Miso Matzo Ball Soup


Let me start by saying I broke some rules making this dish (and not just the most obvious one). For one, I made a cheater's version of vegetarian dashi. For an authentic dashi recipe you can check out this or this. There are also some instant dashi mixes on the market. You can also find instant miso soup at many stores, and if that's your thing go for it. If you are still up for making miso soup from scratch I found this post helpful.

Aside from the lack of the dashi's authenticity, this soup is also a little disorienting from the matzo ball perspective. I'm highly accustomed to matzo balls floating around in chicken broth (or vegetarian chicken-tasting broth). When I took the first taste of this soup I wondered where all the familiar flavors had gone. 

Then I took a second bite. I quickly forgot about tradition and authenticity. This is the merger of two comfort foods from two different culinary cultures. The sweet umami salty miso broth is happy to host hearty matzo balls (in lieu of soft tofu or shellfish). The scallions add a refreshing bit of green and bite. I think you could even try out a little fresh dill (gasp!) in this soup. 

One note about matzo balls: I'm not a fan of leaden sinkers, but I do like some chew to my matzo balls. You can make your matzo balls however your bubbe made them. If you really don't want to make matzo balls from scratch you can buy matzo ball mixes at the store. 

There's a lot of room for controversy in this recipe. When you're making super traditional dishes everyone has a strong opinion about what is right and wrong. It's a little daring, but I was happy to throw out the rules and combine two things that aren't frequently brought together.

This recipe could happen in moments if you take all the cheats you want... or this recipe could take just a little longer and you could make every element authentically and from scratch. However you choose to make it, this merger is a happy one.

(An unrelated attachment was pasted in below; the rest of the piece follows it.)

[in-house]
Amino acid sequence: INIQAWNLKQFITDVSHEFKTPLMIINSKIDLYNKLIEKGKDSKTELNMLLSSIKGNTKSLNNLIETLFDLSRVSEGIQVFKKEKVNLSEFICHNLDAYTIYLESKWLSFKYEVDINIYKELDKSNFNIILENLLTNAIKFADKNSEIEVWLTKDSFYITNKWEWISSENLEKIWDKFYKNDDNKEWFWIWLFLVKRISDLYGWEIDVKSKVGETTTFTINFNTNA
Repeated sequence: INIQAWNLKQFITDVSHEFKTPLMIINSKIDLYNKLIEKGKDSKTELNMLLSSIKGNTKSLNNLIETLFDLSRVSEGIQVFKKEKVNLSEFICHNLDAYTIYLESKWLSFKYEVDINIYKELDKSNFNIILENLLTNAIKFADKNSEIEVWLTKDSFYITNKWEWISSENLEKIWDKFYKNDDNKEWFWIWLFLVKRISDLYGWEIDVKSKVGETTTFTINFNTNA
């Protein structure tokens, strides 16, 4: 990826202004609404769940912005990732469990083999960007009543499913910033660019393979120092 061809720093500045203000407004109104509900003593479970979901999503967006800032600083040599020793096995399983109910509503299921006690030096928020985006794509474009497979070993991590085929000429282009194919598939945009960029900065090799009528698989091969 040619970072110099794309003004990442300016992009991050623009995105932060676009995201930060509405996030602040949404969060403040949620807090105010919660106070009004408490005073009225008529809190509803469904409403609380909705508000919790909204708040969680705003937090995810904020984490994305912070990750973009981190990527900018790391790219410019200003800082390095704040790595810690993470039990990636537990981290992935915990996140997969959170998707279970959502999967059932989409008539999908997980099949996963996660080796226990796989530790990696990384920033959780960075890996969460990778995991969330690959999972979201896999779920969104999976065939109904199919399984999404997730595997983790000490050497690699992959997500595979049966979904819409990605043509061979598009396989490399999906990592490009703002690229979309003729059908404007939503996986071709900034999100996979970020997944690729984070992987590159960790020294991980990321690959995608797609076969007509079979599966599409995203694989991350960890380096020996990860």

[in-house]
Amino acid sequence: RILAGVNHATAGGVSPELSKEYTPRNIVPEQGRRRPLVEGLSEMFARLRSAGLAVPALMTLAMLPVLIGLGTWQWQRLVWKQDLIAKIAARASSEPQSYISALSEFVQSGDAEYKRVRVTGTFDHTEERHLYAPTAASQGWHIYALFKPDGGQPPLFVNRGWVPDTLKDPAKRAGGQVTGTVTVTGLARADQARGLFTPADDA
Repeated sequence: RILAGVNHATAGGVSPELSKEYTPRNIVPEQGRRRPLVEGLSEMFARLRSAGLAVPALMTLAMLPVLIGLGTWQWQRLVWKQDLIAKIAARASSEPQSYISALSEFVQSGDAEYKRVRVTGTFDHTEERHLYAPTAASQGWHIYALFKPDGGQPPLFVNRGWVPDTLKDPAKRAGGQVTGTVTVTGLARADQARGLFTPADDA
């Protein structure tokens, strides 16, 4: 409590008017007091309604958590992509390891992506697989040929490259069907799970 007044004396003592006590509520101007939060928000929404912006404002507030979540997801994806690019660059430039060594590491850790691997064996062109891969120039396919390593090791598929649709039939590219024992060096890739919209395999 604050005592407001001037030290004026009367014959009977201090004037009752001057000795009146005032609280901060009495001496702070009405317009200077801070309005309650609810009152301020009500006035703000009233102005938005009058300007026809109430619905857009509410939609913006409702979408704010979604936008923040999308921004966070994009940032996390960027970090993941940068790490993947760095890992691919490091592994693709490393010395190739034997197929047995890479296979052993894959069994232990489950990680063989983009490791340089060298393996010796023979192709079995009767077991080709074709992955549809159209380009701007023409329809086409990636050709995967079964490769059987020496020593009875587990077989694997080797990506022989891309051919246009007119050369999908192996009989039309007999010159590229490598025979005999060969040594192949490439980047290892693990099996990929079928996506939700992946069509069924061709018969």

Miso Matzo Ball Soup
Serves 4 
Makes 10-12 matzo balls

for the matzo balls
2 large eggs
2 tablespoons olive oil (or schmaltz)
½ cup matzo meal
¼ teaspoon baking powder
1 teaspoon soy sauce
½ teaspoon kosher salt
pepper to taste

for the miso soup
1 4-5 inch piece kombu, rinsed (can substitute with an extra sheet of nori)
1 sheet nori
5 cups water
4 tablespoons white miso
2 large scallions, sliced thin

for the matzo balls
In a bowl, beat the eggs and olive oil together. To the egg mixture, add the matzo meal, baking powder, soy sauce, salt and pepper. Mix together until combined. Your mixture should be sticky and wet. Let the matzo ball dough chill in the fridge for 30 minutes before using it.


Bring a large pot of salted water to a boil. Once the matzo ball dough has chilled and the water is boiling, form the dough into tablespoon-sized balls. Lower the heat to a simmer, and then carefully drop the balls into the simmering water. They will float and begin to expand. 


Place a lid on the pot, and simmer the matzo balls for 30 minutes. After 30 minutes turn off the heat, and serve the matzo balls, or let them cool in the liquid, and store them in the fridge until ready to use. Matzo balls can be made 1-2 days ahead of when you intend to serve them. While the matzo balls are cooking, make the soup.


for the soup
In a medium pot, add the kombu, nori and water. On medium heat, slowly bring the liquid to a boil and then simmer for 10 minutes until the seaweed has imparted flavor to the liquid, and the nori is falling apart. Before the water has come up to a simmer, when it is warm and about 100°F, take a few tablespoons of the liquid and combine it in a small bowl with the miso. Stir until smooth and reserve.


After the broth has simmered for 10 minutes, remove the kombu and nori from the pot. The nori may fall apart a little and that's ok; the seaweed sediment adds flavor. On low heat, whisk the reserved miso mixture into the pot. Add the onions to the pot. Simmer the soup for another 2-3 minutes, but be careful not to boil the miso.

to assemble the dish
Ladle the miso soup into bowls. Serve 2-3 matzo balls per bowl.